From the lab to your plate RRC's Prairie Research Kitchen is where food meets science and the results are delicious

Just in time to service the growing consumer demand for more plant protein in our diets, Red River College’s multi-million Prairie Research Kitchen will be the place to go for Western Canadian companies who want to figure out how to make their alternative meat burgers bleed and other ingenious ways to use healthy ingredients.

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Hey there, time traveller!
This article was published 14/01/2020 (946 days ago), so information in it may no longer be current.

Just in time to service the growing consumer demand for more plant protein in our diets, Red River College’s multi-million Prairie Research Kitchen will be the place to go for Western Canadian companies who want to figure out how to make their alternative meat burgers bleed and other ingenious ways to use healthy ingredients.

RRC’s food science lab opened last fall on the top floor of the Paterson GlobalFoods Institute after getting its initial funding about four years ago and having to make do with temporary space since then.

With more than $3 million in federal and provincial funding the 4,600 square foot kitchen/lab is full of all the things you would normally find in a commercial kitchen — including a charcuterie cabinet — as well as non-traditional equipment like a centrifuge and 3-D printer.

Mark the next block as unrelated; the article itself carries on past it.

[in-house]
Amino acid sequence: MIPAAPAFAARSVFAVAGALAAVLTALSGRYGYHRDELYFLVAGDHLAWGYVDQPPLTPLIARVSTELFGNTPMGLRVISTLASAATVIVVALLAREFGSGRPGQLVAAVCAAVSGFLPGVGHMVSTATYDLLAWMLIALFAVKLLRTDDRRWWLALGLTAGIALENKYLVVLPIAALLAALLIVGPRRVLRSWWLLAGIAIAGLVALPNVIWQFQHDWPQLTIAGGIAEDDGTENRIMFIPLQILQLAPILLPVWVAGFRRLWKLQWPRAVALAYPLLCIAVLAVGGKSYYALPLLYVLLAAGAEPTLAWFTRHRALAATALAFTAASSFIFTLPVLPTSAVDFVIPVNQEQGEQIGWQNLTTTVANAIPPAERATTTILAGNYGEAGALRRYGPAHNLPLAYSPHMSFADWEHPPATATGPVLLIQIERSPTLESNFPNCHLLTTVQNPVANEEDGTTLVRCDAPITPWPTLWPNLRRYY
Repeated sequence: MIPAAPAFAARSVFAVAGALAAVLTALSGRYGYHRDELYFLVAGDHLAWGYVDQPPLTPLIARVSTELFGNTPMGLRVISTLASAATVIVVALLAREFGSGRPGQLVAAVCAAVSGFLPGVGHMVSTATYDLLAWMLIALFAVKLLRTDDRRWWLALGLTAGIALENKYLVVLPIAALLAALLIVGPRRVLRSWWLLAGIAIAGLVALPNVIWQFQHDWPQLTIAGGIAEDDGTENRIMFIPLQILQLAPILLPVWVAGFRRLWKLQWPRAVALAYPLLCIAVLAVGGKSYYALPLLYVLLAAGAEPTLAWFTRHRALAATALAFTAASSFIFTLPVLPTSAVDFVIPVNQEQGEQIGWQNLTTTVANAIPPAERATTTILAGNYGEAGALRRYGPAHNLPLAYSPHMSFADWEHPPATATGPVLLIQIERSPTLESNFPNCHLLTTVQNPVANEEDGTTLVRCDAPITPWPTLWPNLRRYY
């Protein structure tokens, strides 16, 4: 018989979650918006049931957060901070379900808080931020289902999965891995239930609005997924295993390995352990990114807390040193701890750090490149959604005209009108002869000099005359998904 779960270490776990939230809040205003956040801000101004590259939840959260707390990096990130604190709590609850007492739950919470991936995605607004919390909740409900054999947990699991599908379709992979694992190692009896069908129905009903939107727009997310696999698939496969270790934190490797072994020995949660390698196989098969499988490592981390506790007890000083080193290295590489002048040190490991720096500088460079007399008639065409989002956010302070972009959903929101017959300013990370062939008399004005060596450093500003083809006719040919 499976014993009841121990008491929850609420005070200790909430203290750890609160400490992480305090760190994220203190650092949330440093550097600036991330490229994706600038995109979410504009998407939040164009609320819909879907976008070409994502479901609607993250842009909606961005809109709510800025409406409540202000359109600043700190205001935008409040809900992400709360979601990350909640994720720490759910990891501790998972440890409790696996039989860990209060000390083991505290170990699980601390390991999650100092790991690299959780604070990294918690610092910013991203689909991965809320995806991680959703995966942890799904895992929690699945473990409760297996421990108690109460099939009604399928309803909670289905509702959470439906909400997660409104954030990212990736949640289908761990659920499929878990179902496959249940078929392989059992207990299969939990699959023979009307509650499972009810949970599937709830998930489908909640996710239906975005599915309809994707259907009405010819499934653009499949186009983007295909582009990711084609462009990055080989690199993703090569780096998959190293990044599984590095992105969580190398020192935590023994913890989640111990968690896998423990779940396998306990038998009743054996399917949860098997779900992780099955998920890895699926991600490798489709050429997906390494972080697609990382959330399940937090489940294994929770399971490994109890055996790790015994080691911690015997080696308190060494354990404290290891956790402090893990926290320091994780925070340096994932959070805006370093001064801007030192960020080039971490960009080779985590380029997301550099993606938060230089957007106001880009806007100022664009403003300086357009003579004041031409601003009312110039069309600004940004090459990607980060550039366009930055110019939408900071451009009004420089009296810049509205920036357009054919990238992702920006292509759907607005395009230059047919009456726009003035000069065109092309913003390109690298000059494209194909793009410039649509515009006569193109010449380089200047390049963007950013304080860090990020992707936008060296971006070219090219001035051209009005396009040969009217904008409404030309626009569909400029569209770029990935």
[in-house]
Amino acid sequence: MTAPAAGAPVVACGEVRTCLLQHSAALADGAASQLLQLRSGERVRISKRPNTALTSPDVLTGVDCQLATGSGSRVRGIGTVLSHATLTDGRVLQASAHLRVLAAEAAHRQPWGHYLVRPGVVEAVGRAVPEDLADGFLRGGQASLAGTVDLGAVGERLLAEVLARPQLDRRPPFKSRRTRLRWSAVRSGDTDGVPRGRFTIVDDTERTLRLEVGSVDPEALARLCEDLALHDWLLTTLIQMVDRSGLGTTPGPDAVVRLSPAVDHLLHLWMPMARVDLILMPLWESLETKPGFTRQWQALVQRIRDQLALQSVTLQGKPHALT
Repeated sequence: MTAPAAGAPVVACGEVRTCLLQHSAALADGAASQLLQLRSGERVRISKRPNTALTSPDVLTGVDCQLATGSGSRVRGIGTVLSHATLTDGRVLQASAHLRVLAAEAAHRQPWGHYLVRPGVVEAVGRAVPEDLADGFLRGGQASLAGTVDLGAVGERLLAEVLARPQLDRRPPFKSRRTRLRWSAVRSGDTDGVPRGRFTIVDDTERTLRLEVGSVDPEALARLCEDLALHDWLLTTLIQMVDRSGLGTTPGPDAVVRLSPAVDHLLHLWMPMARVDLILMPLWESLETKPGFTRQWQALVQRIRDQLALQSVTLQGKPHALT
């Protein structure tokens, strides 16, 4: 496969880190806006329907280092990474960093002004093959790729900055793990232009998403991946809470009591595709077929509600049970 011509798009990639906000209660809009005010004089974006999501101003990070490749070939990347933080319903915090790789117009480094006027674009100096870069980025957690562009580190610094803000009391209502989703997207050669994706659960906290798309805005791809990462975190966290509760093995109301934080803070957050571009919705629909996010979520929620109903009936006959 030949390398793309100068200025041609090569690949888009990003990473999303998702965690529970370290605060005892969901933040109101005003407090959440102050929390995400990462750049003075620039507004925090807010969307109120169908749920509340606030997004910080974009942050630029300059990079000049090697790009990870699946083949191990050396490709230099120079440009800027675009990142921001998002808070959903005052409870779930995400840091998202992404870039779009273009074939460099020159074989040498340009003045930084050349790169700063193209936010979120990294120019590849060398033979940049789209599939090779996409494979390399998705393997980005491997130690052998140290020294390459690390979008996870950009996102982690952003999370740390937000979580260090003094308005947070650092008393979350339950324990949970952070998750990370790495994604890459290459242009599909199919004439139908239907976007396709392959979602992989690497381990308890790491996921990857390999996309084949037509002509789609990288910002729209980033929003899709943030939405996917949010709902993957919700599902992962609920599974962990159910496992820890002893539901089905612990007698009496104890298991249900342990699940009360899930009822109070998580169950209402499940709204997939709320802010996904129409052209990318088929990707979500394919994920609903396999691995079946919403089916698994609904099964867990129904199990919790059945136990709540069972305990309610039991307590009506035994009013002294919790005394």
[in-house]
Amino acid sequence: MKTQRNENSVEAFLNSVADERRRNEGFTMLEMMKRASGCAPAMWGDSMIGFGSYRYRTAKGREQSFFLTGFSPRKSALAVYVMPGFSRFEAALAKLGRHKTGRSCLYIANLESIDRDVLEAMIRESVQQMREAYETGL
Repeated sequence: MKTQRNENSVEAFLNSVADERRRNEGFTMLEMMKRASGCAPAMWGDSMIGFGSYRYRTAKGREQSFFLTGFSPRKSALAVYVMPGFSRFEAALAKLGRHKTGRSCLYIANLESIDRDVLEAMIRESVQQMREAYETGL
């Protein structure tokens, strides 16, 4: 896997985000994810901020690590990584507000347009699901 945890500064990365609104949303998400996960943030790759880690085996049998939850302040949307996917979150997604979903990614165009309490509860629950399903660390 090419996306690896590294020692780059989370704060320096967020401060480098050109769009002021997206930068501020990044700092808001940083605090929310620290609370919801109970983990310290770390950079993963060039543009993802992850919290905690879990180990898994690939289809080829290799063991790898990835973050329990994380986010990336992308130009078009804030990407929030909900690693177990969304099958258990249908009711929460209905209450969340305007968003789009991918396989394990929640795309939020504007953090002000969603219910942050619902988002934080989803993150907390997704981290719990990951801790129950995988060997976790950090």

James Battershill, founder of Juno Food Labs (left), Anna Borys, research assistant, and Kyle Andreasen, research technician, prepare kofta. (Mikaela MacKenzie / Winnipeg Free Press)

Complete with a board room with an amazing view for tasting and focus groups, Mavis McRae, the research professional for culinary research & innovation and head of the lab, said culinary arts students will get a whole new training opportunity in the science of food that was not previously available.

Already the lab is working on about 10 projects at at time with new a couple of new ones being pitched every week by industry partners and research scientists.

This week, James Battershill, the founder of a new Winnipeg food company called Juno Food Labs, was doing some of the final testing for a new consumer product, called Bump — a 70-30 ground beef/plant protein blend — that he’s hoping will be in conventional grocery stores in the next six weeks.

Battershill has been working with the RRC lab since he began the project. His version of the Middle Eastern kofta kebab using Bump is delicious and the uninitiated would likely never know that 30 per cent of the “ground beef” is actually textured pea protein.

“We’re targeting this for the flexitarian consumer that is looking to reduce meat consumption but not cut it out of their diets entirely,” Battershill said.

Kofta made using Bump — a 70-30 ground beef/plant protein blend — are fried at the RRC’s Culinary Research and Innovation Centre. (Mikaela MacKenzie / Winnipeg Free Press)